Union Advance Trail Guide

Print of the fighting at Burnside Bridge
Kurz & Allison print of the fighting at the Burnside Bridge

Library of Congress

 

Introduction

The Union Advance Trail starts at Auto Tour Stop 9, crosses Burnside Bridge, and makes a loop on the east side of Antietam Creek. This one mile trail should take about an hour to complete and is easy except for two hills. However, the surface can be slightly uneven, so good walking shoes are recommended. You will be exploring the area where the Confederates defended the Burnside Bridge, and then crossing over Antietam Creek to see where Union soldiers made their advances to capture the bridge. To get the full story of all of the fighting on the south end of the battlefield, this hike is best combined with the Final Attack trail and guide.

Trail Map

 
Union Advance Trail Map
 
The aerial photograph below looks north and shows most of the area you will walk. There are five stops on this trail. You will find an overview of the Confederate defense on the overlook just below the parking area (slightly off of the photo on the left). Stops 3 and 4 are just outside of the photograph on the right. The Confederates defended the high ground on the bottom left of the photograph (west side of Antietam Creek) and the Union soldiers attacked towards the bridge from the right of the image (east side of Antietam Creek). At the time of the battle the road paralleled the creek on the west side, crossed over the bridge, then continued south along the east bank towards the town of Rohrersville.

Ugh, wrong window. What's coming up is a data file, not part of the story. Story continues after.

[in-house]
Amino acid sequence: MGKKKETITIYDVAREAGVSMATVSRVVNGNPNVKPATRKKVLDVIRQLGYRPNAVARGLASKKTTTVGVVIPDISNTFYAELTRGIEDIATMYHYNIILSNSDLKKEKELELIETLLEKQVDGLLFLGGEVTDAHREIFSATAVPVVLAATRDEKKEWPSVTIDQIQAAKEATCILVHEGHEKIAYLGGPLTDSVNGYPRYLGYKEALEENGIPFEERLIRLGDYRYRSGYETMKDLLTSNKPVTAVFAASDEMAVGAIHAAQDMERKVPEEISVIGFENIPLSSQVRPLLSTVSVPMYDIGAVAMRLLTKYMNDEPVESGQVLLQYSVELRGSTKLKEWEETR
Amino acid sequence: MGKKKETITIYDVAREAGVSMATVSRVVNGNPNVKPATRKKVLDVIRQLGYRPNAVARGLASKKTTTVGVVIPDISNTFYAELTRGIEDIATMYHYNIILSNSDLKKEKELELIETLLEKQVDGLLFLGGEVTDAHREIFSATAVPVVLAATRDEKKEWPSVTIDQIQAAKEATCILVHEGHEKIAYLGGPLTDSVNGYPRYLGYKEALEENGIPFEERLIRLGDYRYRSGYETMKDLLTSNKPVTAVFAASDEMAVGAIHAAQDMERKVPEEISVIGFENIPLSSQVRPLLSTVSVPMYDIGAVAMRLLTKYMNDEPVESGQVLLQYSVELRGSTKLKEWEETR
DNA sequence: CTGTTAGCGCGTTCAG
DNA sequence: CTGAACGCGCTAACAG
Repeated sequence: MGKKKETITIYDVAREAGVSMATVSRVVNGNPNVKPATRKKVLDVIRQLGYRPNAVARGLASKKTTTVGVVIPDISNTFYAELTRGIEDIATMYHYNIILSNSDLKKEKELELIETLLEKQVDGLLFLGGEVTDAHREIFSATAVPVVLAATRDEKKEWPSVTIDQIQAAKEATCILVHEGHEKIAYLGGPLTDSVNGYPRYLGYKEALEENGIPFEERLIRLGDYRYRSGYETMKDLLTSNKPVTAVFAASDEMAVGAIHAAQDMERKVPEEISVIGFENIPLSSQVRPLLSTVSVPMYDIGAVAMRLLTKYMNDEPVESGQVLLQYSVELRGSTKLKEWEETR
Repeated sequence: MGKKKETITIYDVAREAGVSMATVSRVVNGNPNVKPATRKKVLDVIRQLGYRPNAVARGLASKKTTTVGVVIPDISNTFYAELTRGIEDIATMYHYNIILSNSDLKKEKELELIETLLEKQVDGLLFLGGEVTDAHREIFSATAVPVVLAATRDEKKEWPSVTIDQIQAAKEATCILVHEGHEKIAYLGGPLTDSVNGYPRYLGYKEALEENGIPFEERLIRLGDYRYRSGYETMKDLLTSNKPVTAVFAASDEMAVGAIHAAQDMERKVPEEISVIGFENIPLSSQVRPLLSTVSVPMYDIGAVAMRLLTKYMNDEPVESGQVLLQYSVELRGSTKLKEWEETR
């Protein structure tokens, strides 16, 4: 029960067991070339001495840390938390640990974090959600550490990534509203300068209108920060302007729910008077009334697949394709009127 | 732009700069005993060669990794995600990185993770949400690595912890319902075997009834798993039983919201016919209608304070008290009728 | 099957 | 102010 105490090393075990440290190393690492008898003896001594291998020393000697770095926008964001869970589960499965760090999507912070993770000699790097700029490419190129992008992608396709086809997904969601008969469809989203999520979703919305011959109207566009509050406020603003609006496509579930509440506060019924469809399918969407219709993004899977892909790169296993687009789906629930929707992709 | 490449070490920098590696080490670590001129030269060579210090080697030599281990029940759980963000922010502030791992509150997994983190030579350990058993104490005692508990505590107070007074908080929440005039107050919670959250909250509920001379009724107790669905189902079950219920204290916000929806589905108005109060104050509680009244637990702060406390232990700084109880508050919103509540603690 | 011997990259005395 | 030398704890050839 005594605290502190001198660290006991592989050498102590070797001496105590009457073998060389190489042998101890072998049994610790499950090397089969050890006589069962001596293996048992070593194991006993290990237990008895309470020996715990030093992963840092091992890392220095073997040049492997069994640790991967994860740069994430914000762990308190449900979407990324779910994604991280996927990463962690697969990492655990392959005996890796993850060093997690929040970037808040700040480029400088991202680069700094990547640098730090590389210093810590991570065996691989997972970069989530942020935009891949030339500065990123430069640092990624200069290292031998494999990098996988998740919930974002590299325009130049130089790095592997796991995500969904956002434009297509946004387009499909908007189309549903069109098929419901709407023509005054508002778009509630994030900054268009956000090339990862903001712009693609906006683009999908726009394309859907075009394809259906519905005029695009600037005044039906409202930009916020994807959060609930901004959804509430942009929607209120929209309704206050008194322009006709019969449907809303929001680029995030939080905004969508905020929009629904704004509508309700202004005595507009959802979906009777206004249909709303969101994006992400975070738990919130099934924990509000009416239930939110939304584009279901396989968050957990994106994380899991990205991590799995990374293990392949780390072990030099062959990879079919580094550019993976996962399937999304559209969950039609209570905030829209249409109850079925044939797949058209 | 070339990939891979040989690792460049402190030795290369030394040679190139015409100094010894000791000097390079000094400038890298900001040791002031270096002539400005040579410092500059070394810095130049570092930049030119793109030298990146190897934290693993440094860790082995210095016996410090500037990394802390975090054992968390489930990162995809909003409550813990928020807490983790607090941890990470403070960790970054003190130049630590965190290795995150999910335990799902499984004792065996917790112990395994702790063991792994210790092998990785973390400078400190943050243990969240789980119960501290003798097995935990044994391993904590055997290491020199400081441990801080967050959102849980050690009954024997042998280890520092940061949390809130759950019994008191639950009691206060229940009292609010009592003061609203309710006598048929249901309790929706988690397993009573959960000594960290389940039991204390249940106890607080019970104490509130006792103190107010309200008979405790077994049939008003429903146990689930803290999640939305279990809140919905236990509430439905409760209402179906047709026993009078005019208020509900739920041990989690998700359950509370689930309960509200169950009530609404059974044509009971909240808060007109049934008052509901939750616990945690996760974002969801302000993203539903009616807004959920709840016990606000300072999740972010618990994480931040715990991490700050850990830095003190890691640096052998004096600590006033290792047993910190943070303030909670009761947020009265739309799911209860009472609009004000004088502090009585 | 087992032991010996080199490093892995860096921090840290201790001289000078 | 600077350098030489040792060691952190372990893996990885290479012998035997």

Aerial map of Union Advance Trail

Aerial photograph courtesy of Ron Smith.

 

Eyewitness

“There was no part of the bloody field of Sharpsburg which witnessed more gallant deeds both of attack and defense than did Burnside Bridge. A fierce contest was waged for its possession....the 500 Federal soldiers who lay bleeding or dead along the eastern approach to the bridge were witnesses to the courage of the assaults. On the Confederate side of the stream, Toombs’ two small regiments held their ground, and threw back assault after assault with a coolness and tenacity unsurpassed in history.”
William Allen, History of the Army of Northern Virginia, 1862
 

Last updated: March 25, 2021

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